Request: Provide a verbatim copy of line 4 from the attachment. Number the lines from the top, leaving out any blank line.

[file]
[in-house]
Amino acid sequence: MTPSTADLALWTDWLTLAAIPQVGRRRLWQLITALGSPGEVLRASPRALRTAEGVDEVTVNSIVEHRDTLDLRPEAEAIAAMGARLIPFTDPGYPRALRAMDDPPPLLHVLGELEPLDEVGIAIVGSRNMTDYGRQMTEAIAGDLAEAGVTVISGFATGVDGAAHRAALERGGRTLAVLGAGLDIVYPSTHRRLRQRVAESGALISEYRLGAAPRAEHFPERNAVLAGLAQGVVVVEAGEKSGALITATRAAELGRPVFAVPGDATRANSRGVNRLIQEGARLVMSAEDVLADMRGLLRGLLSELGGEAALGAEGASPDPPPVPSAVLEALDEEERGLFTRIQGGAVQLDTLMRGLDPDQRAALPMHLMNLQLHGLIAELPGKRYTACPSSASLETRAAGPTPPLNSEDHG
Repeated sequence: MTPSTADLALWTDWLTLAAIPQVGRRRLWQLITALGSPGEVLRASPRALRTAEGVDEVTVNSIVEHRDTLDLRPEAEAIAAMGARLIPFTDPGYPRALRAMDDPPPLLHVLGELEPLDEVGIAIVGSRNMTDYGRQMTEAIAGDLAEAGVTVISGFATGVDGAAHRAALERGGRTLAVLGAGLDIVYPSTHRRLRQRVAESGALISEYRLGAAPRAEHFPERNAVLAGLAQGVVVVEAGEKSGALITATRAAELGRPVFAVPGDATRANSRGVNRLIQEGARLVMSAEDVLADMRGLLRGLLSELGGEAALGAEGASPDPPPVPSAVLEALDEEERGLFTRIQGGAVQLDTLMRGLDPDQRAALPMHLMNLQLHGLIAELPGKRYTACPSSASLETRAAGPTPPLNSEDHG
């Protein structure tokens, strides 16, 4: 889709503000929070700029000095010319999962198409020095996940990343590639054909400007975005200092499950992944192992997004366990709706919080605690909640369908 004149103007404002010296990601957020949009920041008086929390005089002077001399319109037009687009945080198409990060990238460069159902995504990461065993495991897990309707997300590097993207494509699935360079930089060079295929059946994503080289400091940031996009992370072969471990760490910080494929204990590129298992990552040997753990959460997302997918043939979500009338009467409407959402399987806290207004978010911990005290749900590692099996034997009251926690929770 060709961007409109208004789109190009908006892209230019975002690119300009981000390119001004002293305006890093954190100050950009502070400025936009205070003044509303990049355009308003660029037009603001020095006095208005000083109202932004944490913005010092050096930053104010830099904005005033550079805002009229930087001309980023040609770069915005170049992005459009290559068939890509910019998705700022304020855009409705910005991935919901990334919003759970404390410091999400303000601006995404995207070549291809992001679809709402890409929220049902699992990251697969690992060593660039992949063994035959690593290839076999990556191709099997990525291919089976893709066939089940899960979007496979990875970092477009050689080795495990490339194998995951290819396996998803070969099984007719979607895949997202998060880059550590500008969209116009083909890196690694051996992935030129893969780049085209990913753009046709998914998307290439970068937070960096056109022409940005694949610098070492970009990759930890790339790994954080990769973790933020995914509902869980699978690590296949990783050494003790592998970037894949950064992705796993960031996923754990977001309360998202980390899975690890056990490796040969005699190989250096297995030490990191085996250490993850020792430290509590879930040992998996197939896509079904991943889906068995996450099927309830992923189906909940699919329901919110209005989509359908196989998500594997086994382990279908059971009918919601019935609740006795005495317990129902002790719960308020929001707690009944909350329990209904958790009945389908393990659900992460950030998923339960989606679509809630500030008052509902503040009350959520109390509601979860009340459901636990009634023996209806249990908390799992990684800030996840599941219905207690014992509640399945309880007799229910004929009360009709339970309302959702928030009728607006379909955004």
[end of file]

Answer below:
């Protein structure tokens, strides 16, 4: 889709503000929070700029000095010319999962198409020095996940990343590639054909400007975005200092499950992944192992997004366990709706919080605690909640369908 004149103007404002010296990601957020949009920041008086929390005089002077001399319109037009687009945080198409990060990238460069159902995504990461065993495991897990309707997300590097993207494509699935360079930089060079295929059946994503080289400091940031996009992370072969471990760490910080494929204990590129298992990552040997753990959460997302997918043939979500009338009467409407959402399987806290207004978010911990005290749900590692099996034997009251926690929770 060709961007409109208004789109190009908006892209230019975002690119300009981000390119001004002293305006890093954190100050950009502070400025936009205070003044509303990049355009308003660029037009603001020095006095208005000083109202932004944490913005010092050096930053104010830099904005005033550079805002009229930087001309980023040609770069915005170049992005459009290559068939890509910019998705700022304020855009409705910005991935919901990334919003759970404390410091999400303000601006995404995207070549291809992001679809709402890409929220049902699992990251697969690992060593660039992949063994035959690593290839076999990556191709099997990525291919089976893709066939089940899960979007496979990875970092477009050689080795495990490339194998995951290819396996998803070969099984007719979607895949997202998060880059550590500008969209116009083909890196690694051996992935030129893969780049085209990913753009046709998914998307290439970068937070960096056109022409940005694949610098070492970009990759930890790339790994954080990769973790933020995914509902869980699978690590296949990783050494003790592998970037894949950064992705796993960031996923754990977001309360998202980390899975690890056990490796040969005699190989250096297995030490990191085996250490993850020792430290509590879930040992998996197939896509079904991943889906068995996450099927309830992923189906909940699919329901919110209005989509359908196989998500594997086994382990279908059971009918919601019935609740006795005495317990129902002790719960308020929001707690009944909350329990209904958790009945389908393990659900992460950030998923339960989606679509809630500030008052509902503040009350959520109390509601979860009340459901636990009634023996209806249990908390799992990684800030996840599941219905207690014992509640399945309880007799229910004929009360009709339970309302959702928030009728607006379909955004």